UIViewController.State is a stateful approach to updating user interfaces.

var state: State = .new

The key to this approach is the state variable. It will be used throughout the view controller when something takes place that requires the UI to update.

var state: State

I’m going to define my State enum now.

class MyViewController: NSViewController {
    var state: State = .new

enum State {
case new
case done

Updating state

In viewDidLoad I’m going to set my initial state.

override func viewDidLoad() {

state = ViewController.State.new

I have a button that submits a form and needs to update the UI to display a done message.

@IBAction func thingPressed(_ sender: NSButton) {
// do stuff

// update state
state = MyViewController.State.done

Awesome. That is super easy for me to understand what is going on.

Next I need to do something after state gets updated. I’m going to add a didSet to my state property and a switch statement.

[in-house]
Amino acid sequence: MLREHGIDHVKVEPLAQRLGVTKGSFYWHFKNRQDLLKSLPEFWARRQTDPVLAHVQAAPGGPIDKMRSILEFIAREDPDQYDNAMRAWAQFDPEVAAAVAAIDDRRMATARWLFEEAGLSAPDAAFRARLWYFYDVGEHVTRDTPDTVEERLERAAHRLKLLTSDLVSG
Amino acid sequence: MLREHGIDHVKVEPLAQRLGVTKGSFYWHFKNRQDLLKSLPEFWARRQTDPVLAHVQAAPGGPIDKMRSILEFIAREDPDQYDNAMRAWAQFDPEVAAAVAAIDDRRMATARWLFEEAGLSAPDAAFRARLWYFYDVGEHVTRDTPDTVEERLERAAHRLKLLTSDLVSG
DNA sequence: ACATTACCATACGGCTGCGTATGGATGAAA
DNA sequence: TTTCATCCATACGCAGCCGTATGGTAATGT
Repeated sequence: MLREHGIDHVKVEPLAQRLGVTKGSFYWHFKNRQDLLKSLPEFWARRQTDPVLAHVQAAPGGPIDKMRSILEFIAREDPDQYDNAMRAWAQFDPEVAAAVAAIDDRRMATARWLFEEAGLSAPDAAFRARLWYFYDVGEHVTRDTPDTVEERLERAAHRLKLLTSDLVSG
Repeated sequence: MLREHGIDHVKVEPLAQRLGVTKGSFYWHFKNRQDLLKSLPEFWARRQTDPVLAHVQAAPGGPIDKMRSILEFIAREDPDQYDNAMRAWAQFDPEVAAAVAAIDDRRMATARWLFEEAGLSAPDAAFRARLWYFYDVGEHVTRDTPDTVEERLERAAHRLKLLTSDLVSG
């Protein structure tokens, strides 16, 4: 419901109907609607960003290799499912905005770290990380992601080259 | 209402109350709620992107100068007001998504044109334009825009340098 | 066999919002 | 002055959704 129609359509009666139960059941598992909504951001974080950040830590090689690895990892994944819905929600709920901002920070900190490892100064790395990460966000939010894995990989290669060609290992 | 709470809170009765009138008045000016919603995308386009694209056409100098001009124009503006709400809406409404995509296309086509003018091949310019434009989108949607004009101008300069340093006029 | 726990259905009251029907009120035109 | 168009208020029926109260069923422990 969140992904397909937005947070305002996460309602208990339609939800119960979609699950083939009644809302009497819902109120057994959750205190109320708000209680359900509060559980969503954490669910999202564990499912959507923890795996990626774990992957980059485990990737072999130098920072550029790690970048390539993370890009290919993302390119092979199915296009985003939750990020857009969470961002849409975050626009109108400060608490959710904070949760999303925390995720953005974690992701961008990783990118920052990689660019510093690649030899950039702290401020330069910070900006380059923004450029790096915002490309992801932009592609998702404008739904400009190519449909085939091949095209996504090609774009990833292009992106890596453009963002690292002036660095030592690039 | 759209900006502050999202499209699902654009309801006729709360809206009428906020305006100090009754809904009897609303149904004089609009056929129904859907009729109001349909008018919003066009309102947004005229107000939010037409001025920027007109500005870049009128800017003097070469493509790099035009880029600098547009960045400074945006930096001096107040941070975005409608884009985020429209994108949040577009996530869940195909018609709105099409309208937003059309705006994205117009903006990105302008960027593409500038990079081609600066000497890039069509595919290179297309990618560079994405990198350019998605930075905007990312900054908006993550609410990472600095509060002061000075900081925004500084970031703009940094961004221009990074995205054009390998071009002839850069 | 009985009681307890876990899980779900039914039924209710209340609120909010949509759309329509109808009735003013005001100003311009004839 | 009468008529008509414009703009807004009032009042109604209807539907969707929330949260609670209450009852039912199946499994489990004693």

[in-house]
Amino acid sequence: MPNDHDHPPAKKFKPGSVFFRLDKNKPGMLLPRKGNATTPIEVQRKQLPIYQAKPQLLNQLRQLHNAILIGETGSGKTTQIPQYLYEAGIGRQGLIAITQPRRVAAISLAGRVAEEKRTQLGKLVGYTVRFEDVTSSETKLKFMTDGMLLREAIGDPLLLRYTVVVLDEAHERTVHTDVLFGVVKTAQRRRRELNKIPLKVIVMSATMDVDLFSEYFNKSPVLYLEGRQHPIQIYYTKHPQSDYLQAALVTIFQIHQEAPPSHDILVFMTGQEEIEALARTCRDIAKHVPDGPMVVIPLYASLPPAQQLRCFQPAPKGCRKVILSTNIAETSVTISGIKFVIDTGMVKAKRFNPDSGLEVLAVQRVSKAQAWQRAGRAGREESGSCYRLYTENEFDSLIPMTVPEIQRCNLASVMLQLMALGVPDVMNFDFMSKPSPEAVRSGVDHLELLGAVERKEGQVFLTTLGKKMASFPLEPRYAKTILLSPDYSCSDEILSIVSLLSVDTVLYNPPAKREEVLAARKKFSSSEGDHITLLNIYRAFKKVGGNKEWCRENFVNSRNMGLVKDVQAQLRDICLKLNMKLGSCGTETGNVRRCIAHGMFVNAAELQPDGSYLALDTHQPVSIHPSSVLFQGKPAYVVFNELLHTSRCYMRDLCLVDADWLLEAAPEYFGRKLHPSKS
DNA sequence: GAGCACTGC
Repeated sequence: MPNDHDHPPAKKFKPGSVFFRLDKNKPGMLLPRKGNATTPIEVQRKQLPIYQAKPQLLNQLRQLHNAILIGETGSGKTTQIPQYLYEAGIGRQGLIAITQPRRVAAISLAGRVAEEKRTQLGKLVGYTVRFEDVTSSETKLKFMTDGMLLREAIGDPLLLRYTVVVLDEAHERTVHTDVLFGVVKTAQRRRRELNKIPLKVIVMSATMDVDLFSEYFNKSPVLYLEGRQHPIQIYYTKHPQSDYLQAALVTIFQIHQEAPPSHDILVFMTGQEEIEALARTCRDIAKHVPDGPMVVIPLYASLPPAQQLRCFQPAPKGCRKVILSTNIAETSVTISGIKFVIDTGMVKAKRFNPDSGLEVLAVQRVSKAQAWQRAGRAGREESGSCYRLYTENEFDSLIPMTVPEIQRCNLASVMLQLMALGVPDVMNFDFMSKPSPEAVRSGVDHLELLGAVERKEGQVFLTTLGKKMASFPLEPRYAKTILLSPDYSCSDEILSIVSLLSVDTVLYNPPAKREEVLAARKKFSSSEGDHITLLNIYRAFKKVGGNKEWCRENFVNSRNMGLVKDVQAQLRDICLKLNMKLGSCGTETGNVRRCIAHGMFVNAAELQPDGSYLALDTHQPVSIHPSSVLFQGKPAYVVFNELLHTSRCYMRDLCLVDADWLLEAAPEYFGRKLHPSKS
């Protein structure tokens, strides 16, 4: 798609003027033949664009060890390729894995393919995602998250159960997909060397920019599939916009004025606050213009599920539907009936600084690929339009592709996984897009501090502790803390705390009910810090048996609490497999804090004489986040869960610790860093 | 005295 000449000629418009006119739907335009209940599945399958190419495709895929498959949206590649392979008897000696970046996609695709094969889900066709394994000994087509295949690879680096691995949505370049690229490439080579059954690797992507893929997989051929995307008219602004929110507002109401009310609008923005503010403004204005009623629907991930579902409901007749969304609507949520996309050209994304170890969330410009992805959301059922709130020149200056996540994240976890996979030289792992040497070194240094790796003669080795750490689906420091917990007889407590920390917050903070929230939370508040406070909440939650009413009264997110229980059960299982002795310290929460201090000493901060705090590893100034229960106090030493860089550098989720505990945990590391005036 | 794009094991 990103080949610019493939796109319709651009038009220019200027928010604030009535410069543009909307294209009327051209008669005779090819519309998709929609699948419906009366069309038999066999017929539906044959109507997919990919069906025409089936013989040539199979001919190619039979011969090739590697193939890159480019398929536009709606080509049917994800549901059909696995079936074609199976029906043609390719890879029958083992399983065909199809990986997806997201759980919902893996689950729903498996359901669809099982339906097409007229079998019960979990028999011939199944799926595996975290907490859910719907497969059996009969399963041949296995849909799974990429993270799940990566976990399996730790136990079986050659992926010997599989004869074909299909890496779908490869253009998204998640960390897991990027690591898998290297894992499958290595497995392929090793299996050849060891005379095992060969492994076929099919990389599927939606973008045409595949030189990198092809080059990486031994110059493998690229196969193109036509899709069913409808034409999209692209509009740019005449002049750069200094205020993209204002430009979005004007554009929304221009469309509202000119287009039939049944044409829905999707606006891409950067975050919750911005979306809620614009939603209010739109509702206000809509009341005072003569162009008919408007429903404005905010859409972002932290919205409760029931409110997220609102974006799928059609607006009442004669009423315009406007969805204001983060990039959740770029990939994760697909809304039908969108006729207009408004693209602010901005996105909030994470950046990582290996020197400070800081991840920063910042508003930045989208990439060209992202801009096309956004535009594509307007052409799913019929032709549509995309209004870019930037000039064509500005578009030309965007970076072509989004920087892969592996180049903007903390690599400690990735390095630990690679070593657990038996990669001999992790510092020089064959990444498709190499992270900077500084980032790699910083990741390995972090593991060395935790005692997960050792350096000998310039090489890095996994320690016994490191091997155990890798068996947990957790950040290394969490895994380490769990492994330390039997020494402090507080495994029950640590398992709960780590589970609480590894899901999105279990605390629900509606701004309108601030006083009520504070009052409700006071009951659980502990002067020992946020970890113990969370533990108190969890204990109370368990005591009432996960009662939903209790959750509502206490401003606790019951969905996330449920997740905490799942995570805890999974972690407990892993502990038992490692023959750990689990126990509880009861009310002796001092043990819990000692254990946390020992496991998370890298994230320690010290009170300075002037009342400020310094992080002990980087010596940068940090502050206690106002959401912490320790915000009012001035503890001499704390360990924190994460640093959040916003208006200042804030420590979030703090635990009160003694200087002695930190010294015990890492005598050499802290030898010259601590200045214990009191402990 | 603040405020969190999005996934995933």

var state: State = .new {
didSet {
switch state {
case .new:
formStackView.isHidden = false
doneView.isHidden = true
case .done:
formStackView.isHidden = true
doneView.isHidden = false

Rad. Now I have all of my UI updating code all in one neat place.

If I want to reset my view, all I need to do is set the state property again.

@IBAction func makeAnotherPressed(_ sender: Any) {
// update state
state = ViewController.State.new

My didSet will run and my view will be reset.


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